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The Canadian Expert Drug Advisory Committee (CEDAC) As part of the CDR process, CEDAC is composed of drug therapy and evaluation experts, who make formulary listing recommendations to participating drug plans based on scientific evidence and current clinical practice.
pan-Canadian Oncology Drug Review Process (p CODR) p CODR is a cross-jurisdictional review process for all oncology drugs, based on Ontario’s existing cancer drug review.
Moreover, the federal government has established drug plans for First Nations (Non-Insured Health Benefits), veterans, penitentiary inmates, armed services personnel, and the federal police.
Altogether, approximately 10 million Canadians are covered by publicly funded drug plans, nine million through the provincial plans and another million through the federal one while 10 percent of Canadians lack basic drug coverage.
For public funding, each Canadian province and territory operates its own drug plan, which primarily covers seniors, welfare recipients, and other groups for whom drug costs represent a significant financial burden.
Some provinces (such as Alberta, British Columbia, Saskatchewan and Quebec) make their drug plans available to all residents who choose to join the plan (Alberta, British Columbia, Saskatchewan) or lack private drug coverage (Quebec).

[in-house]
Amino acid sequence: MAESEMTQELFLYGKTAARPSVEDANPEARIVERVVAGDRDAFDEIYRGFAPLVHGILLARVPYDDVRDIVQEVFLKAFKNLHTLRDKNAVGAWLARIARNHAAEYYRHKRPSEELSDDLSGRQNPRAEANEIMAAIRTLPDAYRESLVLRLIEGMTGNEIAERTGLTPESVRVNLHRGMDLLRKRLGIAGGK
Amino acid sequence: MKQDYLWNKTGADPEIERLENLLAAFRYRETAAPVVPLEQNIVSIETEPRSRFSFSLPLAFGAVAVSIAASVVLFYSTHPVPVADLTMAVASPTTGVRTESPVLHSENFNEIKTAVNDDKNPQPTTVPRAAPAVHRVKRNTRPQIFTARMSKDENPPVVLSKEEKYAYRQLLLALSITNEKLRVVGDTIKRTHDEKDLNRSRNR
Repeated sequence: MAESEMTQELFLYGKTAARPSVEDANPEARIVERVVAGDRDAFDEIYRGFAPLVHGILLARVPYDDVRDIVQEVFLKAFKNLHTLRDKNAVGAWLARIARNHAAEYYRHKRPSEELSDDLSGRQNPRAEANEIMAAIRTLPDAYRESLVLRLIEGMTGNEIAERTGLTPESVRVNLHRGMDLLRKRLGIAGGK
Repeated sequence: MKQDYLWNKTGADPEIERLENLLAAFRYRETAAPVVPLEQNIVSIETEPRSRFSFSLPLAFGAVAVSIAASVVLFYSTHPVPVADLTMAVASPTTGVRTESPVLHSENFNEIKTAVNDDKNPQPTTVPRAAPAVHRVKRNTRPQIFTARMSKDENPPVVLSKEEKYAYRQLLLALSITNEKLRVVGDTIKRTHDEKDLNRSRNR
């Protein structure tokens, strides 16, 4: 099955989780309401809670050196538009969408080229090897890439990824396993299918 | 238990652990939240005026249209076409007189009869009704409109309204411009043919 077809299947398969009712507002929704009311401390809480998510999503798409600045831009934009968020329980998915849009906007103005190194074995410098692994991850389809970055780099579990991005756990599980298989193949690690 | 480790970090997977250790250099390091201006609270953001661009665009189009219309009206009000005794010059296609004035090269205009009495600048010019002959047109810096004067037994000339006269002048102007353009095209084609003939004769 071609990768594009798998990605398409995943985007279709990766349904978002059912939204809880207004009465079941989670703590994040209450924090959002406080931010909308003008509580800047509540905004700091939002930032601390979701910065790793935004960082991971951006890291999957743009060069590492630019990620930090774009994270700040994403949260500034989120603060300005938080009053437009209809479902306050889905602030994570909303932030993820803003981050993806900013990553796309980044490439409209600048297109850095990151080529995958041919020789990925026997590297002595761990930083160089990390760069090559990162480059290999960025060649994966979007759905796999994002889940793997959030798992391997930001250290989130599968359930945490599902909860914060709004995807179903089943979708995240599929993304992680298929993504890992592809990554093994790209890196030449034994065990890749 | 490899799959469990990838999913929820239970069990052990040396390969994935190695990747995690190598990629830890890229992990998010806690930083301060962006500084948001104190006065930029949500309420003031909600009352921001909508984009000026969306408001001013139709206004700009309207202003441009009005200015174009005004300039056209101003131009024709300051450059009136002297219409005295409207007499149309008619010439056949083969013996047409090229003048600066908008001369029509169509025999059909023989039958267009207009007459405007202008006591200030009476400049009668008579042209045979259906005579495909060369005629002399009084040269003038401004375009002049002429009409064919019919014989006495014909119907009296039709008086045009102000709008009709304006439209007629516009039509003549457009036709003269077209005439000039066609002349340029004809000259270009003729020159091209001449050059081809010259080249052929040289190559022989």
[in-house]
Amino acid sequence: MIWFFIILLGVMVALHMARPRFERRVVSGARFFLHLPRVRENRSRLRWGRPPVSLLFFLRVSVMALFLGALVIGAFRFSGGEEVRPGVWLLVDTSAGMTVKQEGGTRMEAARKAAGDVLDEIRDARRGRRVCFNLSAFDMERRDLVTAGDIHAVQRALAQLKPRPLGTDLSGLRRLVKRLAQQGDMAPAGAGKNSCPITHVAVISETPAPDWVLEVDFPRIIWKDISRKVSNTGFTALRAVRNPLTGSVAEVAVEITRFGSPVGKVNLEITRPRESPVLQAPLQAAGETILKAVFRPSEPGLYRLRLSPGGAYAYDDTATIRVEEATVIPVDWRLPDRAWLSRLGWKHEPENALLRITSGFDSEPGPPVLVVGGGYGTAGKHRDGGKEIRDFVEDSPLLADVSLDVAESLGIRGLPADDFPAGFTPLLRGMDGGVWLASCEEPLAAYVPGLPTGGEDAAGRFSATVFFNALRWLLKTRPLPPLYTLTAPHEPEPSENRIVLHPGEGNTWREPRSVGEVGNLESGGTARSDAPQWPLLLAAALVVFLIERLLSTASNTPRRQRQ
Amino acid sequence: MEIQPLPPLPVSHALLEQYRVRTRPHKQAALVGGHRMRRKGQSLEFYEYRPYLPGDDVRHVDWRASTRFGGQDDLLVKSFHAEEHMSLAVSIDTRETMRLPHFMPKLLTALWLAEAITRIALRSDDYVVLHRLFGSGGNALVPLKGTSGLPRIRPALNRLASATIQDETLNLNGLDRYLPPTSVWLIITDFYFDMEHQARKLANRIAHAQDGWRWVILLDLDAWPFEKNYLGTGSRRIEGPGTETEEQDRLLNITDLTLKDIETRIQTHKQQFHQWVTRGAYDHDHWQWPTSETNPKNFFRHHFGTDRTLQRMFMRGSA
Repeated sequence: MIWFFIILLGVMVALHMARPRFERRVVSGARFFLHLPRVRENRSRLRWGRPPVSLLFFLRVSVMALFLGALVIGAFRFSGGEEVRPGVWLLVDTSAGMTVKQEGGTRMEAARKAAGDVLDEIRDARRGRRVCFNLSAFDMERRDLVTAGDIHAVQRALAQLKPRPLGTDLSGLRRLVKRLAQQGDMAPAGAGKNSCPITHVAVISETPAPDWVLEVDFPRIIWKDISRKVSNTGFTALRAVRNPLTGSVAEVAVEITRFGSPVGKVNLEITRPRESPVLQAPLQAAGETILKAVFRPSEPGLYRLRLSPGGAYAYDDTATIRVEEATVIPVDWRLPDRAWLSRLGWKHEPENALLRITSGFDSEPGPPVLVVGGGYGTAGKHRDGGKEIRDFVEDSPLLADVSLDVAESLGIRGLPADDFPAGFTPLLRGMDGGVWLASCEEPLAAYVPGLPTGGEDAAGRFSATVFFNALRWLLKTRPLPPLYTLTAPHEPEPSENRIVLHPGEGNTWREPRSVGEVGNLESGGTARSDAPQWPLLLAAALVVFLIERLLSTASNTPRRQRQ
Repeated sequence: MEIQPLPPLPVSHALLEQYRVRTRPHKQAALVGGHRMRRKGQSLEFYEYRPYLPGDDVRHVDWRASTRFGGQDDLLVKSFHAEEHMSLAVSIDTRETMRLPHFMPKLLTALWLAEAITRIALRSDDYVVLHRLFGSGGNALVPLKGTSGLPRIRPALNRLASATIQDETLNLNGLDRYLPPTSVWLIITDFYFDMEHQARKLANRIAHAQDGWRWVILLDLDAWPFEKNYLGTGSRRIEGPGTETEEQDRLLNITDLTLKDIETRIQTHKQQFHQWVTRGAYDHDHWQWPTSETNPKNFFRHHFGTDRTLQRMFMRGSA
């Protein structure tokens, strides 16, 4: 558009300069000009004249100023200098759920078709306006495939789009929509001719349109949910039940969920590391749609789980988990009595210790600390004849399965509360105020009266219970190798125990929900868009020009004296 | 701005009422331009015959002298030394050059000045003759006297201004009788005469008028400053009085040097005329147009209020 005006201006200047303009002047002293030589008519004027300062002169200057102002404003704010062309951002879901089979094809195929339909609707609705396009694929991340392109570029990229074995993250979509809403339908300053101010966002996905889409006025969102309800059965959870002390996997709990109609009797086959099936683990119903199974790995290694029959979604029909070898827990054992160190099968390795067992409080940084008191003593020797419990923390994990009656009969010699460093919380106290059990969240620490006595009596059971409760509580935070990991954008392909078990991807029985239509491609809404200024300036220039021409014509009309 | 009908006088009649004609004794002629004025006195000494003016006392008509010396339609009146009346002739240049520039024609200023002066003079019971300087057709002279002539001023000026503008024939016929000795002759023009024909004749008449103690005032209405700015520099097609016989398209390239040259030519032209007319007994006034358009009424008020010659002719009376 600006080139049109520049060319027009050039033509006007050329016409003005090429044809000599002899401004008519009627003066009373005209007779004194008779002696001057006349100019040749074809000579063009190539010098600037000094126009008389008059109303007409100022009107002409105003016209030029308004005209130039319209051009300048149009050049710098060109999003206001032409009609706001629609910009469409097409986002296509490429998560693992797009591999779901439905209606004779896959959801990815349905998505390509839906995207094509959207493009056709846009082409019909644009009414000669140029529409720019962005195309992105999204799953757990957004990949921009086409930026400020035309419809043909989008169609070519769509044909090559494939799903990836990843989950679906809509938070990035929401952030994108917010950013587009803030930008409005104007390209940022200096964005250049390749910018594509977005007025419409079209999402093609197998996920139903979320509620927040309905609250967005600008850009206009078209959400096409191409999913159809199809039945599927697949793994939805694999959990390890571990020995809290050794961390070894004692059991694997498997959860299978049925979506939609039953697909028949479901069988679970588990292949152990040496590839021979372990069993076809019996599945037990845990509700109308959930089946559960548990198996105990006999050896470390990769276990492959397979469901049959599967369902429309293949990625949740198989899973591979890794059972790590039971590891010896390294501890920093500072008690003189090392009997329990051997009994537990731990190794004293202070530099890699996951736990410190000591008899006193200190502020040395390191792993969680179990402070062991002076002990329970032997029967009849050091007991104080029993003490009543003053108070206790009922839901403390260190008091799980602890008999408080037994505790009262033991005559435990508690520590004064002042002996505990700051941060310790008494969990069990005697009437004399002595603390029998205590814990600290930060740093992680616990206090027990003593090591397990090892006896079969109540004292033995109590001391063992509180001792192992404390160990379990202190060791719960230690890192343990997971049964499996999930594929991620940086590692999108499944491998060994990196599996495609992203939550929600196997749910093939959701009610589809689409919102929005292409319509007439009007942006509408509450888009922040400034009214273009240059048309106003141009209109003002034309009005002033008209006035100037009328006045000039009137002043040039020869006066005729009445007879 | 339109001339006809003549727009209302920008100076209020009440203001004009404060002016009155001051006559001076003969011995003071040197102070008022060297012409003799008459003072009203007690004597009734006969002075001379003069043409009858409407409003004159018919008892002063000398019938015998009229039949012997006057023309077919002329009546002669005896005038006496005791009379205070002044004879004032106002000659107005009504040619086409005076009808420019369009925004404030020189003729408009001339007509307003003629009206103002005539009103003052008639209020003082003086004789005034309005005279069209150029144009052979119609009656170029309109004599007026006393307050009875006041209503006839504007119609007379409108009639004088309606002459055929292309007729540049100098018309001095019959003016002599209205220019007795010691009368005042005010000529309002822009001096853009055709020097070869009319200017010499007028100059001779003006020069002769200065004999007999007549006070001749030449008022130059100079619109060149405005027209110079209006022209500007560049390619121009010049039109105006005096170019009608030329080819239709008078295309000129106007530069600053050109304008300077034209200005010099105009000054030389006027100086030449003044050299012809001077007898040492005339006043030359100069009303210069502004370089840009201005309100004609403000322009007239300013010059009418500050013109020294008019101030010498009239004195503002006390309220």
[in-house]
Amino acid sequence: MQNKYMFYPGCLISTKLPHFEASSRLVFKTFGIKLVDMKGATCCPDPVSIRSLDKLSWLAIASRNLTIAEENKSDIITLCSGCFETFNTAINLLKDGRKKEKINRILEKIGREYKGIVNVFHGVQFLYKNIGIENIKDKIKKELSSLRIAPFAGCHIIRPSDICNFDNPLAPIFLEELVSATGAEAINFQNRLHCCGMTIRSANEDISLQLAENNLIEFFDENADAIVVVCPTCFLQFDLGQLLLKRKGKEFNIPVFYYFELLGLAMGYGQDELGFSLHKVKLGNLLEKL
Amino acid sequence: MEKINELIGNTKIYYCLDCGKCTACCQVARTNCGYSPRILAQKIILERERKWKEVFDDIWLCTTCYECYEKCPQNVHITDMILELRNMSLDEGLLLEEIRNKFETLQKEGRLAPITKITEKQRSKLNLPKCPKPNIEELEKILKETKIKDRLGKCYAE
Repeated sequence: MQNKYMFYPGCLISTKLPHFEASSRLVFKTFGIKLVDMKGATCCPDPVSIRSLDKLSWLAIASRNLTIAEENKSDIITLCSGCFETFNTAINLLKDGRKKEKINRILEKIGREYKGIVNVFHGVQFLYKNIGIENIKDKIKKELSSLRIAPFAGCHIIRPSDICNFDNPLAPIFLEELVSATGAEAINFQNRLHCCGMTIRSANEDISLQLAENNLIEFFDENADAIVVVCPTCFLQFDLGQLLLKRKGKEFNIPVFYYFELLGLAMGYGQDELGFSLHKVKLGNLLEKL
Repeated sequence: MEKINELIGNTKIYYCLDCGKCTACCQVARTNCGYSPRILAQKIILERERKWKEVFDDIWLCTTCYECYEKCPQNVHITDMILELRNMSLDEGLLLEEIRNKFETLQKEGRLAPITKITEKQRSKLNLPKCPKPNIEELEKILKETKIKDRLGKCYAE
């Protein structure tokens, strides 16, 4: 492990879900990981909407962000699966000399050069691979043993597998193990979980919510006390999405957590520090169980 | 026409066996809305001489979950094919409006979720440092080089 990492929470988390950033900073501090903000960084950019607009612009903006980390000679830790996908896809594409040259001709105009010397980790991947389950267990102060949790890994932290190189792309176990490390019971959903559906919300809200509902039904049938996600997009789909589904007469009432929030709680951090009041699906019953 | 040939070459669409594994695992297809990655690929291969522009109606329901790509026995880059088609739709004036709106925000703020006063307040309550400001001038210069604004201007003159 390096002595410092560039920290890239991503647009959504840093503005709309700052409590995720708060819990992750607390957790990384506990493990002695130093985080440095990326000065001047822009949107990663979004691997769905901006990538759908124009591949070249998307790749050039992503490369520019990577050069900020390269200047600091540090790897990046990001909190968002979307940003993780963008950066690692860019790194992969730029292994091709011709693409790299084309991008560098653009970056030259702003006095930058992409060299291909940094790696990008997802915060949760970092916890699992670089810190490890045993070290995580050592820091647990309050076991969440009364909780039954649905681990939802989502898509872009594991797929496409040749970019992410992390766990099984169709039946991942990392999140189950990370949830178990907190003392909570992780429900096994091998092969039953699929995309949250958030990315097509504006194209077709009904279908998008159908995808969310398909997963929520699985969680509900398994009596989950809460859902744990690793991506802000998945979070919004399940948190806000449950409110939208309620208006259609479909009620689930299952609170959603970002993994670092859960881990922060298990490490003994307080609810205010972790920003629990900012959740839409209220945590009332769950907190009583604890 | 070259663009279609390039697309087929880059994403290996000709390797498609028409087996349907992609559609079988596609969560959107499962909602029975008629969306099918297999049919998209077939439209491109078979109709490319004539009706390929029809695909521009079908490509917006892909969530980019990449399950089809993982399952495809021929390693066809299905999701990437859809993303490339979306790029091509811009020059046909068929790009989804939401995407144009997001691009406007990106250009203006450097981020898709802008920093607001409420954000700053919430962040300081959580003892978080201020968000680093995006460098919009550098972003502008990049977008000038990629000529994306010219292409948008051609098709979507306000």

Health Canada is also responsible for promoting healthy living to Canadians by communicating information on disease prevention, drug safety, and other health-related issues.
A CDR submission represents a submission to all participating institutions, including all federal (this covers Non-Insured Health Benefits, the Department of National Defense, Veterans Affairs Canada, the Royal Canadian Mounted Police and Correctional Service Canada), provincial (all provinces, except Quebec) and territorial (Northwest Territories, Yukon, Nunavut) drug plans.
Health Canada (the federal health is responsible for product licensure while provincial bodies control healthcare funding.
However, national bodies are important in advising formulary decision making.
CADTH fulfils its mandate through the Health Technology Assessment (HTA) program, the Common Drug Review (CDR; see below) process, and the Canadian Optimal Medication Prescribing and Utilization Service (COMPUS) which identifies and promotes optimal drug therapy.
The Common Drug Review (CDR) Under CADTH’s mandate, the CDR process accepts drug submissions from manufacturers, conducts systematic drug reviews, and provides participating public drug plans (federal, territorial, and all Canadian provinces except Québec) with evidence-based clinical and economic information, and expert advice, to support their formulary listing decisions.
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PMPRB submits to the federal parliament, through the Minister of Health, an annual report including analyses of patented drug prices, price trends, and research and development expenditures of patent-holding drug manufacturers.